My Road to Anarchism

   In my earliest memories, as I recall them, I was always an American patriot. I believed that America was the biggest and baddest nation on the planet and that those who dared defy us should reep the consequences of standing against us. I studied obsessively about the military, the government and how our system works. I was indeed in a state of delusion.

   Then around the age of twelve I developed a keen interest about the Founding Fathers of the United States and I wanted to learn about what they said and the meanings behind the laws they passed, so I took up reading the Federalist Papers. This opened up my world view tremendously as I now knew more about the Constitution and the actual reasons for it than any of my peers did. I would debate adults on the subject and would leave them in awe, which probably had more to do with the fact they were discussing these matters with a young teenager than anything else. At this point I was definitely a Constitutional Conservative, my first step down the libertarian path.

   I still held a deep respect for the military and other government agencies and was involved with patriotic groups such as the Boy Scouts of America, the Young Marines, Explorer Scouts, etc. I made it to Eagle Scout and retired as my Company First Sergeant in the Young Marine program. I was a tall and fit figure so they put me in the Color Guard with the prestigious honor of being the one to carry the American flag. On one occasion, directly after the events of September 11, 2001 our local school district held it’s first football game since the attack. I was not scheduled to be in the Color Guard that day but it turned out that the flag carrier couldn’t show up for the event, probably out of fear. I was chosen to carry the flag, nervous as hell, in front of hundreds of people I did so. All eyes were on me and that flag that day, it is a feeling I will never forget and it was the proudest moment of my life.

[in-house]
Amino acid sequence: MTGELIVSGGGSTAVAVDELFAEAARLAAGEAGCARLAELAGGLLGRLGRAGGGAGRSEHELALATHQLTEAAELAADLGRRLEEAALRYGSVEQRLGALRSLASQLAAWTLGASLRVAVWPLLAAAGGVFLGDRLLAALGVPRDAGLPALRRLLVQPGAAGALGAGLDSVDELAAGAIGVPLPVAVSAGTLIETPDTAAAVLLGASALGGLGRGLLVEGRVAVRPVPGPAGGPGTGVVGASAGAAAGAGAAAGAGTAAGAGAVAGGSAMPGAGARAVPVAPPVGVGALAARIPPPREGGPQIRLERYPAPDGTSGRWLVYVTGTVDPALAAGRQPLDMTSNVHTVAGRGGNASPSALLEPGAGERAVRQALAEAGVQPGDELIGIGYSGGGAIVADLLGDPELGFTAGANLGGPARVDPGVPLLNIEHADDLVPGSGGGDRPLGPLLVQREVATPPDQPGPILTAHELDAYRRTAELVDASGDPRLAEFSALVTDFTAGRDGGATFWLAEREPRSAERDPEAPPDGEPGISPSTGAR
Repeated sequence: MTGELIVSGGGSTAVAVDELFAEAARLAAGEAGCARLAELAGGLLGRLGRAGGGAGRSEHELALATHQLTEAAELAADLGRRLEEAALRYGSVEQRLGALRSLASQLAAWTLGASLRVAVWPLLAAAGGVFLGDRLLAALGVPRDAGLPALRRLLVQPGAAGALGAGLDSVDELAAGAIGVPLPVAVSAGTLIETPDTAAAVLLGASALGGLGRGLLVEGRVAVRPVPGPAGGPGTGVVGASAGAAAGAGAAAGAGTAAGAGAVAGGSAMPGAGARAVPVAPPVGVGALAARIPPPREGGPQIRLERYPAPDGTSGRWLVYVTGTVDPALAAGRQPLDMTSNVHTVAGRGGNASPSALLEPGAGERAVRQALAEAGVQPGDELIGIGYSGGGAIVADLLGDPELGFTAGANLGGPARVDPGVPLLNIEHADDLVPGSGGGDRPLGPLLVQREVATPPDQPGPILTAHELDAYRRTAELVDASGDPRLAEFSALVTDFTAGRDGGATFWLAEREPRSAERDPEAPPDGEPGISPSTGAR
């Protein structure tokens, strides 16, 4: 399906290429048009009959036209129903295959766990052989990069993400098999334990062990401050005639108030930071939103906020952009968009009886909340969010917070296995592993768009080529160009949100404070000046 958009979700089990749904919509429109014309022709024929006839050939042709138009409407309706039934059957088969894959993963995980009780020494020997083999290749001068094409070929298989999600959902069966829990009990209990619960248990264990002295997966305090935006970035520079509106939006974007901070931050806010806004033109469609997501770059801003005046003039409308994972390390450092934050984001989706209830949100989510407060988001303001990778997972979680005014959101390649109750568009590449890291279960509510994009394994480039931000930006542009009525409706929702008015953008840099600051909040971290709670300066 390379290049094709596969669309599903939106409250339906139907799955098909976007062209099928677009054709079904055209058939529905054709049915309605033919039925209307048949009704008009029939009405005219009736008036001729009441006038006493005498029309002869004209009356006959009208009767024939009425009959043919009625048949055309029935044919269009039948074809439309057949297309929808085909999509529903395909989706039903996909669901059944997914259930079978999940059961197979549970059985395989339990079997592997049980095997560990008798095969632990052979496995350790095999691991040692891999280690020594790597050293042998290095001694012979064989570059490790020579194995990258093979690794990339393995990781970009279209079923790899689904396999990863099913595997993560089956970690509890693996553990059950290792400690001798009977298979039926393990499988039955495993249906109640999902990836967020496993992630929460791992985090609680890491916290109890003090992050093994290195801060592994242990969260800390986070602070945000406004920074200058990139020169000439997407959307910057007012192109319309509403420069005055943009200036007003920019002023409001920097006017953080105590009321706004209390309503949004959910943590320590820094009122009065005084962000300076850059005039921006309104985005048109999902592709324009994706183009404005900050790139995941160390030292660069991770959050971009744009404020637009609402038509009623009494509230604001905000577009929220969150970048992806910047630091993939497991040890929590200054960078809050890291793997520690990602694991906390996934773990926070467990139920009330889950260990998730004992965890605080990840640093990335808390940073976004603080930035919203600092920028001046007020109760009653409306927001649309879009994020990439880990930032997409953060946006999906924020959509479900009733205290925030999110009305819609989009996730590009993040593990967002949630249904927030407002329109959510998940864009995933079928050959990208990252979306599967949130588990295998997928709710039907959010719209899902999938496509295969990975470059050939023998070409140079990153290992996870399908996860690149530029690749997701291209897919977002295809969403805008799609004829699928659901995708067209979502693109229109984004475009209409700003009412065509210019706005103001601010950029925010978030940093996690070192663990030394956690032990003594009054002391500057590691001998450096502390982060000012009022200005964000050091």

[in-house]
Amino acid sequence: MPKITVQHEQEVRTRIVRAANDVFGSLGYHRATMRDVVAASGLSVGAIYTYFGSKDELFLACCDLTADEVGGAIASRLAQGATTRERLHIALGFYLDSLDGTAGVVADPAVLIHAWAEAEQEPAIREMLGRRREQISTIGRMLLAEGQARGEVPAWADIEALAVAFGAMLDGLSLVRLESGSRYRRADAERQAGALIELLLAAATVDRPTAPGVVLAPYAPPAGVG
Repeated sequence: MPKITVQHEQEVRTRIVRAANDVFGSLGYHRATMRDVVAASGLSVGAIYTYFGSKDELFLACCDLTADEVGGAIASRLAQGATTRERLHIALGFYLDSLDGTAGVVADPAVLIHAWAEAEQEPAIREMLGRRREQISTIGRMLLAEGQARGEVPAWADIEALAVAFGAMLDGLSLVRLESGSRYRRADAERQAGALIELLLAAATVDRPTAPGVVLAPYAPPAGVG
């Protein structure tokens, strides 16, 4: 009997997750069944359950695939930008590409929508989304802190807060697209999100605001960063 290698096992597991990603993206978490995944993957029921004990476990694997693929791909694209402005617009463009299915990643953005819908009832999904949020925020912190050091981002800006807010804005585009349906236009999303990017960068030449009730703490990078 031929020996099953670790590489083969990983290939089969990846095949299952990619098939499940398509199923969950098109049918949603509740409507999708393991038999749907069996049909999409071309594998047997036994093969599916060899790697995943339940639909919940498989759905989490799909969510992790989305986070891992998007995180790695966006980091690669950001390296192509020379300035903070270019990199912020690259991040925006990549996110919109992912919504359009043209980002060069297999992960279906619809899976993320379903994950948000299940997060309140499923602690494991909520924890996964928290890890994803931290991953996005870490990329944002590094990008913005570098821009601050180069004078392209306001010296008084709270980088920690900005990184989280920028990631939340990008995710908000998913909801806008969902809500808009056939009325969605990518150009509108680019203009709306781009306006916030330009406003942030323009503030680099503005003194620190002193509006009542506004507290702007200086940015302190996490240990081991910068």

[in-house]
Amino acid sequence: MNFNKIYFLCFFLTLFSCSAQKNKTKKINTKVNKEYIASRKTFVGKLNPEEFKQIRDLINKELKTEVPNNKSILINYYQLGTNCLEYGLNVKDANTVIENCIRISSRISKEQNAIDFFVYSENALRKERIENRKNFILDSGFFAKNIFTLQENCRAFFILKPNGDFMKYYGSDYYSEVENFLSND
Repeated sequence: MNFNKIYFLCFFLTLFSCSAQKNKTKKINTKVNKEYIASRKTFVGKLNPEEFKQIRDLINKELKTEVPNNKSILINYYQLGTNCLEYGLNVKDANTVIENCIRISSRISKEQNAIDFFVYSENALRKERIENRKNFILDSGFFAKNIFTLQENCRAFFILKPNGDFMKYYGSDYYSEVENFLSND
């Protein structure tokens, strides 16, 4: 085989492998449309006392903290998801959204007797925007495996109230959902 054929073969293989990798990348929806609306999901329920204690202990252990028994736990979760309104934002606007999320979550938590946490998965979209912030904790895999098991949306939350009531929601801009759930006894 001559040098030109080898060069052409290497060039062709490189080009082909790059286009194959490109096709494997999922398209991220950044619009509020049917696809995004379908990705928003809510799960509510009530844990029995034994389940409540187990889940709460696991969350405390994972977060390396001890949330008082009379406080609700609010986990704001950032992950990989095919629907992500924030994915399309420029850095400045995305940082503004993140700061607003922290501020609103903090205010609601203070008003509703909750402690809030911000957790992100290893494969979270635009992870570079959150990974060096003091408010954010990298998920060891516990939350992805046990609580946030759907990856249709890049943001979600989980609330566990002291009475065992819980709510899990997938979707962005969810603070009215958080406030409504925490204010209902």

Through the years following I continued to believe in limited government but developed a sense that to be a true patriot was to have a healthy fire of rebellion against the government and the status quo. I began to develop much more Minarchist ideals and believed that freedom could only come about through limited government. I would speak to my family and friends about how I felt economics should be. At one point my brother said that I ‘sounded like a Capitalist’ and that I should check out Objectivism. I found myself much in agreement with Rand but could not get over the seemingly cult like feel of the philosophy of Objectivism. If you didn’t agree with it on everything you were deemed irrational or a ‘disgusting monster’ as she was known to call people of differing views than her own. I discovered that I had more in common with Libertarians than anyone else and finally joined the Libertarian Party.